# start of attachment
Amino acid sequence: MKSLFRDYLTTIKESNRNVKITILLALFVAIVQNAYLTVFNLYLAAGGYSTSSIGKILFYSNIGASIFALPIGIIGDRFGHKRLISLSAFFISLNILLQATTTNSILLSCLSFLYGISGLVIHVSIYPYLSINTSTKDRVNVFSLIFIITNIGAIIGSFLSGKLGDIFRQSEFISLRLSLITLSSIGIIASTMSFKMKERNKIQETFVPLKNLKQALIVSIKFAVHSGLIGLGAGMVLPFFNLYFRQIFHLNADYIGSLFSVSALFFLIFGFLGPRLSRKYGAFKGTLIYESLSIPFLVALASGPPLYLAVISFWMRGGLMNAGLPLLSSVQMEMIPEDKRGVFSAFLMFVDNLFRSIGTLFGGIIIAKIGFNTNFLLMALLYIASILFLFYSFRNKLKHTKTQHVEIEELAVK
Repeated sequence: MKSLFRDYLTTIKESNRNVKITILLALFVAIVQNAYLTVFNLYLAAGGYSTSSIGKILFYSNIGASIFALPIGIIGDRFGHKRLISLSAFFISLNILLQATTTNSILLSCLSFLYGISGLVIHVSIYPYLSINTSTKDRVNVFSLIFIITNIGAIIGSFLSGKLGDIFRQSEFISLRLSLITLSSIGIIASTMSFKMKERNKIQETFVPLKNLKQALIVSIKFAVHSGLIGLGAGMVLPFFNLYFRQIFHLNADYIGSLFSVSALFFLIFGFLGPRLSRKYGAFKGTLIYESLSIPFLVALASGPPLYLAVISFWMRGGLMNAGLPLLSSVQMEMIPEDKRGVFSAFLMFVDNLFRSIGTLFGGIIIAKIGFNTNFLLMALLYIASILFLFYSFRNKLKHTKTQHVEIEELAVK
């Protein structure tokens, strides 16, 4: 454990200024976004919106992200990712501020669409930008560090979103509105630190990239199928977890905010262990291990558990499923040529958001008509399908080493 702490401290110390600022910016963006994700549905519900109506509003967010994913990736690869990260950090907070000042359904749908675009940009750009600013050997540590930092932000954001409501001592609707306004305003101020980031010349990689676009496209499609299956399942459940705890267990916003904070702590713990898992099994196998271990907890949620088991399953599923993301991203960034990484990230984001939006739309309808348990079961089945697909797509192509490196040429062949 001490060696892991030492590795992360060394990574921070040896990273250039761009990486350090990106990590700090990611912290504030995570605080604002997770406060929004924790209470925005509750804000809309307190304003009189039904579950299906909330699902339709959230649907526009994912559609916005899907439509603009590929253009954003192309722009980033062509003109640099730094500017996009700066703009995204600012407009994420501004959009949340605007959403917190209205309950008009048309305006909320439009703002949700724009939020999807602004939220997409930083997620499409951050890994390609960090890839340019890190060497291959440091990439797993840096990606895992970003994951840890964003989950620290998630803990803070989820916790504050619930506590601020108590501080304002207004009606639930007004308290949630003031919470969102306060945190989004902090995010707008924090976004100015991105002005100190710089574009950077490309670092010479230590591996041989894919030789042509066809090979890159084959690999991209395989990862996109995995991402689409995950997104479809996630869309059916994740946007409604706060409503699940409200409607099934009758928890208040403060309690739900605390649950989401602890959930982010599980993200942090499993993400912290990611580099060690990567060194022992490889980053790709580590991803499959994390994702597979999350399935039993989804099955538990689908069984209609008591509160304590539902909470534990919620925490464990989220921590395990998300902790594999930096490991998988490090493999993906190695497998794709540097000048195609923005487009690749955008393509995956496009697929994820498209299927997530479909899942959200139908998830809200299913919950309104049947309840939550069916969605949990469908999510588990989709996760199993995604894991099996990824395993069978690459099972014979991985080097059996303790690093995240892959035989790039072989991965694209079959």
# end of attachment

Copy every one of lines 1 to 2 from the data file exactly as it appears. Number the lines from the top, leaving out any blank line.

Amino acid sequence: MKSLFRDYLTTIKESNRNVKITILLALFVAIVQNAYLTVFNLYLAAGGYSTSSIGKILFYSNIGASIFALPIGIIGDRFGHKRLISLSAFFISLNILLQATTTNSILLSCLSFLYGISGLVIHVSIYPYLSINTSTKDRVNVFSLIFIITNIGAIIGSFLSGKLGDIFRQSEFISLRLSLITLSSIGIIASTMSFKMKERNKIQETFVPLKNLKQALIVSIKFAVHSGLIGLGAGMVLPFFNLYFRQIFHLNADYIGSLFSVSALFFLIFGFLGPRLSRKYGAFKGTLIYESLSIPFLVALASGPPLYLAVISFWMRGGLMNAGLPLLSSVQMEMIPEDKRGVFSAFLMFVDNLFRSIGTLFGGIIIAKIGFNTNFLLMALLYIASILFLFYSFRNKLKHTKTQHVEIEELAVK
Repeated sequence: MKSLFRDYLTTIKESNRNVKITILLALFVAIVQNAYLTVFNLYLAAGGYSTSSIGKILFYSNIGASIFALPIGIIGDRFGHKRLISLSAFFISLNILLQATTTNSILLSCLSFLYGISGLVIHVSIYPYLSINTSTKDRVNVFSLIFIITNIGAIIGSFLSGKLGDIFRQSEFISLRLSLITLSSIGIIASTMSFKMKERNKIQETFVPLKNLKQALIVSIKFAVHSGLIGLGAGMVLPFFNLYFRQIFHLNADYIGSLFSVSALFFLIFGFLGPRLSRKYGAFKGTLIYESLSIPFLVALASGPPLYLAVISFWMRGGLMNAGLPLLSSVQMEMIPEDKRGVFSAFLMFVDNLFRSIGTLFGGIIIAKIGFNTNFLLMALLYIASILFLFYSFRNKLKHTKTQHVEIEELAVK